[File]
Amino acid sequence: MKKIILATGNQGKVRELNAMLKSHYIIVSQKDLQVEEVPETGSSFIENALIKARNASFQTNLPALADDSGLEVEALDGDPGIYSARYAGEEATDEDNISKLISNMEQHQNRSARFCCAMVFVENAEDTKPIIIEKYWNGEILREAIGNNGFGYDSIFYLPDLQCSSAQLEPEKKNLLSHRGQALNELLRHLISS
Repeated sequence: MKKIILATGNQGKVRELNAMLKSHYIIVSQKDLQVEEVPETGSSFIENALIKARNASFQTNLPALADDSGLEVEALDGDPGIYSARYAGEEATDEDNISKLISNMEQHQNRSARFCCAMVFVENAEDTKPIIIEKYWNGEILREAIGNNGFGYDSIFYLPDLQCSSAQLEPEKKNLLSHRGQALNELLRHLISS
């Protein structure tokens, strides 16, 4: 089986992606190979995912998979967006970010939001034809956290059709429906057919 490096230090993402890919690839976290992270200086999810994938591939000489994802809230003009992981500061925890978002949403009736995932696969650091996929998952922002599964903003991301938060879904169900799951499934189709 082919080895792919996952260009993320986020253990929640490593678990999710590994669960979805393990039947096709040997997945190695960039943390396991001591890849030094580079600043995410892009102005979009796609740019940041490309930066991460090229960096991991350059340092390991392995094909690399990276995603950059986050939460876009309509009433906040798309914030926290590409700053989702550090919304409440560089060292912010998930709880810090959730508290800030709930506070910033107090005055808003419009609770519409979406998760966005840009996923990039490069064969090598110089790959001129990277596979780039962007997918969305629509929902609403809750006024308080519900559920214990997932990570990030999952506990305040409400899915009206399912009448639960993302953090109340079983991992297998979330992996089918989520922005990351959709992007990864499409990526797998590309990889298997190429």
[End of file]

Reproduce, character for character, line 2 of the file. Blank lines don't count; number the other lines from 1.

Repeated sequence: MKKIILATGNQGKVRELNAMLKSHYIIVSQKDLQVEEVPETGSSFIENALIKARNASFQTNLPALADDSGLEVEALDGDPGIYSARYAGEEATDEDNISKLISNMEQHQNRSARFCCAMVFVENAEDTKPIIIEKYWNGEILREAIGNNGFGYDSIFYLPDLQCSSAQLEPEKKNLLSHRGQALNELLRHLISS